by Hanaa Almoaibed
Five years ago I wrote about the historic announcement that women in Saudi Arabia would be able to drive. In that same year, an article in the Independent called Saudi Arabia ‘one of the world’s worst places to be a woman’, and heavily criticised the UN’s choice to welcome them on the commission to promote gender equality. Apparently, a seat at the gender equality table can do a lot for the status of women in a country where they were literally kept in the backseat for decades. In the past five years, the country has promoted gender equality at an unprecedented rate and in 2020, Saudi Arabia was recognised as the top reformer globally in the World Bank’s Women, Business and the Law 2020 Report, due to these historic and rapid reforms.
Fiscal policies that address gender equality can lead to economic development and poverty reduction. Globally, the women’s workforce participation rate is 20% lower than that of men’s, yet the IMF insists that this gap can be narrowed through investing in fiscal policies that address the key challenges that face women. The World Bank measured progress on gender through developments in transportation, workplace, marriage, parenting, entrepreneurship, retirement pension and compensation – spheres in which Saudi Arabia began its process.
While women were not legally required to get their guardians’ permission to work, it was common practice amongst employers to avoid what might be considered workplace drama. This was addressed by passing an anti-harassment law in 2018, initially making harassment a criminal offense, and later updated to allow for public naming and shaming of the harasser. And while most women still dress modestly, legal requirements that regulated choice of clothing and covering one’s hair and face were dropped.
The effects are tangible: a recent article from Harvard Business Review illustrated the way that fiscal policies related to labour and personal status laws propelled the progress forward. Labour force participation has risen 13.1 points over three years and sat at 33.6% as of Q1, 2022. 26.8% of working age women are now in the formal labour market – which has grown from 100,000 women in 2011 to 670,000 women in 2022. Some six million Saudi women over age 21 have already benefitted from these changes. Education pathways were also broadened; In 2021, 14.65% of young women went into STEM, 25.26% went into law and business fields, 7.02% specialised in health related fields.
So, what can the world do to support this change? The first step is to be more informed. A search about the status of women in Saudi Arabia online will not generate favourable results. Yet some of the most vocal critics are acknowledging the advancements. While writing this blog piece, one of the first search results that came up on guardianship was published in 2021 describing the ‘current’ guardianship laws (all repealed in 2019). A comment read: ‘Oppression of women in Saudi Arabia is going to lead to oppression of women everywhere – that men are allowed to rule with impunity’. The women in Saudi Arabia would disagree; they have argued that they now have more rights than women in parts of the industrialised world. While scepticism about progress is warranted, a complete dismissal of the progress will do nothing for the continuous advancement of women. Adopting an attitude of reparations will further women’s status, dwelling on past oppression most likely will not.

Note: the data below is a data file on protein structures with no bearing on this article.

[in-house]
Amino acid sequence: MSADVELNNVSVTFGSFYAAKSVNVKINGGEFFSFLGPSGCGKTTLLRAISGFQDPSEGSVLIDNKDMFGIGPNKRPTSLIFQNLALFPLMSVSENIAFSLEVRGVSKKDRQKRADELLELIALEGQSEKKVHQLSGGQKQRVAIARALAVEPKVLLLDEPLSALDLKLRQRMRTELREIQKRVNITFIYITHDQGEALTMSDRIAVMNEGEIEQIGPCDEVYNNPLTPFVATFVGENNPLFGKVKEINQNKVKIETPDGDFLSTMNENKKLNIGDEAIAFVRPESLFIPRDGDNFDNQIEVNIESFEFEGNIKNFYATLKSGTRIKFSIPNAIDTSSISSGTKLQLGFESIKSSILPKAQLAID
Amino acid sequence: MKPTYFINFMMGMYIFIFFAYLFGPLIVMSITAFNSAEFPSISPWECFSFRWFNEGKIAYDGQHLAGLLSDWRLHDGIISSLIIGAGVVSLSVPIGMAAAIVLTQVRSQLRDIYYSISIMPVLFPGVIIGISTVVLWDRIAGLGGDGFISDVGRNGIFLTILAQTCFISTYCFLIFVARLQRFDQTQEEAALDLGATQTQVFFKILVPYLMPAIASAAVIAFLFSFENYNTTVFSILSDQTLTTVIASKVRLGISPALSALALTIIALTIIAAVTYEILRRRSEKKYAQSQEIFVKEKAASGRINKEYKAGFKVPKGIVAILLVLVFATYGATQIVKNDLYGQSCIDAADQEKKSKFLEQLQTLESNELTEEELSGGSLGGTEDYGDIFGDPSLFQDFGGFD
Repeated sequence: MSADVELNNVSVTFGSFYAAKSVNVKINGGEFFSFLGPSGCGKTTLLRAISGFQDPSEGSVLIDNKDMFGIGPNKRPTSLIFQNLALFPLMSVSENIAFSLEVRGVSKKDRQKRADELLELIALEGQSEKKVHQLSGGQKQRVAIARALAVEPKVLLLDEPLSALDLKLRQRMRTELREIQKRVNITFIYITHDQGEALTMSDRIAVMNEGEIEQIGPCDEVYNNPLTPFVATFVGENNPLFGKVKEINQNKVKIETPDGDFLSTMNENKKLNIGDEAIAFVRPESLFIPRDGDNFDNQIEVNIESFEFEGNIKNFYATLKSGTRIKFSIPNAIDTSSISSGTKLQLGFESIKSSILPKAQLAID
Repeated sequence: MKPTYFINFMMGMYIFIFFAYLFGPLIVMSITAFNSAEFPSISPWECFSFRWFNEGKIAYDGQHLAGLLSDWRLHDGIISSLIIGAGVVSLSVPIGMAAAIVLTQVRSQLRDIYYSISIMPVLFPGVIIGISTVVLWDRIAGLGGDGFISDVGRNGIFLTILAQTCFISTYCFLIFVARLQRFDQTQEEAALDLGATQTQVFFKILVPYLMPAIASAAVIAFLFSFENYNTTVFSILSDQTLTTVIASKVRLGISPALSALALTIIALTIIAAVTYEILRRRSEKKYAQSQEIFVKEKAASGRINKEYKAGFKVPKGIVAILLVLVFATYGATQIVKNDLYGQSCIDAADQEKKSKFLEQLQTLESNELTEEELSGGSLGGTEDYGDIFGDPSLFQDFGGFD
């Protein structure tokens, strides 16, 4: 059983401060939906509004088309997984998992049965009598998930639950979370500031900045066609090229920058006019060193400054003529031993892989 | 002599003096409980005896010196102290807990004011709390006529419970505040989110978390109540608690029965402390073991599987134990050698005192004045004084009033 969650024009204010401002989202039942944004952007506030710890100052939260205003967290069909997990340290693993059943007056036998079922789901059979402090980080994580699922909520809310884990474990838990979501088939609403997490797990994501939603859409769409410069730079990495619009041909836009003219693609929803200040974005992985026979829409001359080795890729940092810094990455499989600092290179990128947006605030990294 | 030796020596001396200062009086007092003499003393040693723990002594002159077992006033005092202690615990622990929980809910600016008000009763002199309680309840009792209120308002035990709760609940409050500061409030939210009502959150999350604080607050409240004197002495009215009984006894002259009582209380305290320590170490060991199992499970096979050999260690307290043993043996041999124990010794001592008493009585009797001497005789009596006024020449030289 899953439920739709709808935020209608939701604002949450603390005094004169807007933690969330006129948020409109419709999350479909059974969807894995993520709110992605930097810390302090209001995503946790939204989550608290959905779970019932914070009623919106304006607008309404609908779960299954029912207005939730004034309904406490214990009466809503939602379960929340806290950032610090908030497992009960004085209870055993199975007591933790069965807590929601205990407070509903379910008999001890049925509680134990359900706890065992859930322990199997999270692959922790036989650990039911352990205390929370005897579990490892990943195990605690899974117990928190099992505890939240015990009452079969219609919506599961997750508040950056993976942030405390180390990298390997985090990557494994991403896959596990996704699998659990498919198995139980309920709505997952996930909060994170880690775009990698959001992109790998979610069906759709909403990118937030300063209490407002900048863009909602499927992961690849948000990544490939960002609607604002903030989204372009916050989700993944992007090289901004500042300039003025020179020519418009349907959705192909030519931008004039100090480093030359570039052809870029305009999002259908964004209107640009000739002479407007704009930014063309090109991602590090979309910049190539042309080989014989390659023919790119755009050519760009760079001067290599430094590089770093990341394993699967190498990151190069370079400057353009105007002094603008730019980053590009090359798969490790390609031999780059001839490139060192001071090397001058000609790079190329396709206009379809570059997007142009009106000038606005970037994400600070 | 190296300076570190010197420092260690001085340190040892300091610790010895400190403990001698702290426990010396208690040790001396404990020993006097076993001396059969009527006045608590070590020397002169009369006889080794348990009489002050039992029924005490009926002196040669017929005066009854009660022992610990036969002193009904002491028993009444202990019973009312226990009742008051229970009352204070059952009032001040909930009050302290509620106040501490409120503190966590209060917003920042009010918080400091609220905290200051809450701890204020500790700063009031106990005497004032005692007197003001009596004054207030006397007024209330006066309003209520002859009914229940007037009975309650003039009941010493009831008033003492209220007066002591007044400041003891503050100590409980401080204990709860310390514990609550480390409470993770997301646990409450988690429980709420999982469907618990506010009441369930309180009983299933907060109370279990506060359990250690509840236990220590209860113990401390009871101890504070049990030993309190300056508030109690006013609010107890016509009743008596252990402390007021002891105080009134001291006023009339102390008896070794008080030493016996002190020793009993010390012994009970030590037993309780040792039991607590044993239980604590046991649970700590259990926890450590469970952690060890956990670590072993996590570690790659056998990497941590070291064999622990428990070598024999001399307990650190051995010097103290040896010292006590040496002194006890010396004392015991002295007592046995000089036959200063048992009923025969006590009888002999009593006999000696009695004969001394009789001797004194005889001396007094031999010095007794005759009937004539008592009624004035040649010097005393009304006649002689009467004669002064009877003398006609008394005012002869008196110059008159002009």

When women were given a seat at the table, they made room for their peers. While I have written about the limitations the ‘old boys club’ places on women’s advancement, progress has been made. In July of 2022 two women were elevated to key roles in government for the first time. The number of women in key leadership positions is growing rapidly. The diversity of voices any table can be divisive unless there is mutual respect for the struggles everyone is battling. This diversity is the first step toward open discussion about other challenges within the Kingdom: human rights, political engagement, sexuality, religion and beyond. These will be more productive if there is support for women’s engagement in these debates, which are not new to them. They want to use their own voices and to chart their own paths. They have been actively highlighting key areas for change and development for decades especially through the non-profit sector. The major difference is that more of them can make more impactful changes as they gain positions of power.
Five years ago, an announcement that women could drive set in motion a series of changes that have unfolded more rapidly than anyone would have imagined. Many struggle to make sense of the change; who is included, and who is left behind? Can we accept that this is happening? More social science research would be needed to further explore the evenness of change and the reach of the benefits. However, most young people coming of age do not remember the Saudi Arabia that is still referred to in outdated descriptions of the Kingdom. The new Saudi Arabia is reflected in the workplace, the street, shopping malls and cultural centres, in all corners of the Kingdom, and efforts to make sense of these changes are abundant. Just as 2022 came to an end, an exhibition titled ‘The Mountains Quiver in Anticipation’ launched in Jeddah on 23 November, highlighting the rapid changes. The work of eight Saudi artists was curated to help society make sense of the new world many young Saudis find themselves in, and the coming changes they anticipate.